Apocalypse PoW: Bitcoin and the End of Days


Annihilation commencing. Whether through poorly conceived boot up instructions to a novel AI, a global war between desperate nation states, or the final rug pull of our fragile ozone layer – the end of the world hasn’t felt this tangible since school children ducked and covered under desks in the nuclear psychic ashes of the post-WW2 era. Eschatological preachers now claim the end times without needing the Mayan calendar on hand to back them up, with the Covid pandemic still a livid scar on the fragile socially-driven economies that make up our global village.

When everything is gone, what will remain? For doomsday preppers, tech enthusiasts, and hedge fund managers making the biggest hedge of all – the answer is crypto, in particular Bitcoin, with its time-tested Proof of Work (PoW) economics. But why? Why in a world of scavengers and sawn-off shotguns would the world’s largest decentralised ledger have any use at all? The answer breaks down into two parts: what Bitcoin is, and what it has gone on to narratively represent in the global economic consciousness.

Bitcoin, to date, has performed excellently in the face of macro-economic squalls. Its birth, remember, was the result of a crisis. Nakamoto’s original zeal was born out of the horror felt seeing state treasuries around the world, following the UK Chancellor Alistair Darling’s lead, massively devaluing their fiat currencies in order to plug the liquidity crisis in the global banking system – and in doing so, playing god with the value distribution among the societies they were elected to lead.

The average citizen saw their life savings reduced dramatically to cover the losses of the irresponsible and the criminal. A system the public had played along with, and paid into, was altered to maintain the status quo and entrench wealth inequality in every aspect of society. Bitcoin has always been, in effect, an alternative to ‘when things go wrong’.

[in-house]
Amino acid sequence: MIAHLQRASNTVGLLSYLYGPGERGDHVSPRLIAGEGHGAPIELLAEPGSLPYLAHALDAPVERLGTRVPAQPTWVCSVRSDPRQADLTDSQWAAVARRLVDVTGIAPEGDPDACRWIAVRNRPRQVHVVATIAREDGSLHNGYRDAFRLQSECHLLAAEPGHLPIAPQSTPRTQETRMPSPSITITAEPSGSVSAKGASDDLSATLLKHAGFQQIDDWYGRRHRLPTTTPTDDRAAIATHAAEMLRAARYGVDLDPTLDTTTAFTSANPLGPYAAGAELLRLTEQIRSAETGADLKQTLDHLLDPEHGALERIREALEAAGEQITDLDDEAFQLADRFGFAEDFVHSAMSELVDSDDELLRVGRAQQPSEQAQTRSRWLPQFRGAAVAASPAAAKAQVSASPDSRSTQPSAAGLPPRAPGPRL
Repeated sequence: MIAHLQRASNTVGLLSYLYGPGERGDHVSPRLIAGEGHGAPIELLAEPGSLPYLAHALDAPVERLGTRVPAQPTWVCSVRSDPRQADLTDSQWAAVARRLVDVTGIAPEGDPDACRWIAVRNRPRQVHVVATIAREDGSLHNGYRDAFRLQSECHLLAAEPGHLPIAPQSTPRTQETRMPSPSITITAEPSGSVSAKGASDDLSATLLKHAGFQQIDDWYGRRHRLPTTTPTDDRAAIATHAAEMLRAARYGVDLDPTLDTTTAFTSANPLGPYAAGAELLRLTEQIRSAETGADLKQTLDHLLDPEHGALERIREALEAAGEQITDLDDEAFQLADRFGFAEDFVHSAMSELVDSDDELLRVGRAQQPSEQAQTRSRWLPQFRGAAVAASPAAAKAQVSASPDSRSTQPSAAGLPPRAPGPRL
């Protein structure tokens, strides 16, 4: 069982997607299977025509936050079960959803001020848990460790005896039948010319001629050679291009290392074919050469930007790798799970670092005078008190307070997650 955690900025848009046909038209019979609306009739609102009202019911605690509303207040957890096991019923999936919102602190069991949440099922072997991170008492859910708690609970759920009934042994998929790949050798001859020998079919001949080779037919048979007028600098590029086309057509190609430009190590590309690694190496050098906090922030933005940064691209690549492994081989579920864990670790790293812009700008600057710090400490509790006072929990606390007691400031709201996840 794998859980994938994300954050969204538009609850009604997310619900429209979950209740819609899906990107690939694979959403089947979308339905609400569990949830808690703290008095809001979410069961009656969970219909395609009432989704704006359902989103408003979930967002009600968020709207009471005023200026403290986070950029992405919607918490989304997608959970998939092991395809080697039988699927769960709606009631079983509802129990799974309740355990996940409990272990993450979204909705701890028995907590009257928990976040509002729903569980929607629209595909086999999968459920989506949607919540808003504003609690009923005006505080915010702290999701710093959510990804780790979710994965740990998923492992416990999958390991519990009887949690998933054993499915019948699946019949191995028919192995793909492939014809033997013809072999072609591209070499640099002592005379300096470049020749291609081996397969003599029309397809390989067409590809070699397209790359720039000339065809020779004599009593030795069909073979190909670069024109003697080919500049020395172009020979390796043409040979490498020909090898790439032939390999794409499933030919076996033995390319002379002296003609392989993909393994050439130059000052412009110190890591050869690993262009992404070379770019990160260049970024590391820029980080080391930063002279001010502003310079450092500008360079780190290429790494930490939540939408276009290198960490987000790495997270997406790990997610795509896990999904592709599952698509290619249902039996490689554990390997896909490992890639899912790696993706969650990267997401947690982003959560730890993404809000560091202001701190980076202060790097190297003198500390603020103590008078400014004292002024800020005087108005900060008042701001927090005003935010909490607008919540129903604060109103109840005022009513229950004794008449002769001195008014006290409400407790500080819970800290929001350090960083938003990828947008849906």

And so it has continued to prove. In Venezuela, Zimbabwe and Turkey, whose economies and national currencies continue to struggle, crypto ownership is on the rise. In Russia and Ukraine, where war rages, crypto is seen as a safe haven. In both cases, Bitcoin is a global asset, supported by a network that reaches far beyond any locality, even one the size of a country. Crypto’s most recent bull run happened against the backdrop of a global pandemic. If a pillar in the current system fails, Bitcoin rises on the back of it. It currently sits pretty as the ultimate ‘out of context’ asset, a decentralised, deracinated system that works no matter what happens in a country. Should a state’s central systems architecture suffer a cyberattack, the ledger still runs. If global warming floods a nation’s land, destroying its economy, value held in BTC by its citizens will remain. And if a country rampantly inflates its currency to protect its merchant class…oh wait, that one already happened. Bitcoin will always function and have value, oftentimes regardless of which government rises and falls and – crucially – irrespective of how cold they are towards it. Then again, if the immense industrial power of the United States was ploughed into upkeep of the Bitcoin ledger – this changes things. The brute hash force an entity like the U.S could bring to bear if committed would very quickly upend the current Bitcoin dynamic, and force others to participate for fear of them seizing the network for themselves.